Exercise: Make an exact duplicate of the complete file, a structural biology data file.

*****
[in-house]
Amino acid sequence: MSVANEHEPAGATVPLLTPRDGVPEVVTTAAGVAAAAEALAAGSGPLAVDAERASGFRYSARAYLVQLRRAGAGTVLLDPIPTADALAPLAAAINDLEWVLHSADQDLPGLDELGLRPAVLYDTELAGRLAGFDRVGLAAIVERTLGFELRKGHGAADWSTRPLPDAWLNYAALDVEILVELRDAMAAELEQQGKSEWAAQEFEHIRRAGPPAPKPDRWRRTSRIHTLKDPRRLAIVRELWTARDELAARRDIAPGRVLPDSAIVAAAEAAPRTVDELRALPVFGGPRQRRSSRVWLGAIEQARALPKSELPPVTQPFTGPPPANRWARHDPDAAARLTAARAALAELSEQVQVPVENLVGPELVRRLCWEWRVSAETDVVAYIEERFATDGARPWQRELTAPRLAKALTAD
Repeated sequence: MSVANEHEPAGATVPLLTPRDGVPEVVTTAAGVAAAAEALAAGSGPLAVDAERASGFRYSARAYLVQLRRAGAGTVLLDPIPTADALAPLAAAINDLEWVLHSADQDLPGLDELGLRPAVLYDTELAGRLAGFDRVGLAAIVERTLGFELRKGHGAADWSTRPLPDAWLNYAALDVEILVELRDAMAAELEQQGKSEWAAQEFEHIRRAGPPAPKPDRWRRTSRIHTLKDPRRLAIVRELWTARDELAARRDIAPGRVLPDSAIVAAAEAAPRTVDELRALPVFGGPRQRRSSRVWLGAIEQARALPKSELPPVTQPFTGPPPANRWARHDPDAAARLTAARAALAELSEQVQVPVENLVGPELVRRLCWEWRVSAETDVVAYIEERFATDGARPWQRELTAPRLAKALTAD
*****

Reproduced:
[in-house]
Amino acid sequence: MSVANEHEPAGATVPLLTPRDGVPEVVTTAAGVAAAAEALAAGSGPLAVDAERASGFRYSARAYLVQLRRAGAGTVLLDPIPTADALAPLAAAINDLEWVLHSADQDLPGLDELGLRPAVLYDTELAGRLAGFDRVGLAAIVERTLGFELRKGHGAADWSTRPLPDAWLNYAALDVEILVELRDAMAAELEQQGKSEWAAQEFEHIRRAGPPAPKPDRWRRTSRIHTLKDPRRLAIVRELWTARDELAARRDIAPGRVLPDSAIVAAAEAAPRTVDELRALPVFGGPRQRRSSRVWLGAIEQARALPKSELPPVTQPFTGPPPANRWARHDPDAAARLTAARAALAELSEQVQVPVENLVGPELVRRLCWEWRVSAETDVVAYIEERFATDGARPWQRELTAPRLAKALTAD
Repeated sequence: MSVANEHEPAGATVPLLTPRDGVPEVVTTAAGVAAAAEALAAGSGPLAVDAERASGFRYSARAYLVQLRRAGAGTVLLDPIPTADALAPLAAAINDLEWVLHSADQDLPGLDELGLRPAVLYDTELAGRLAGFDRVGLAAIVERTLGFELRKGHGAADWSTRPLPDAWLNYAALDVEILVELRDAMAAELEQQGKSEWAAQEFEHIRRAGPPAPKPDRWRRTSRIHTLKDPRRLAIVRELWTARDELAARRDIAPGRVLPDSAIVAAAEAAPRTVDELRALPVFGGPRQRRSSRVWLGAIEQARALPKSELPPVTQPFTGPPPANRWARHDPDAAARLTAARAALAELSEQVQVPVENLVGPELVRRLCWEWRVSAETDVVAYIEERFATDGARPWQRELTAPRLAKALTAD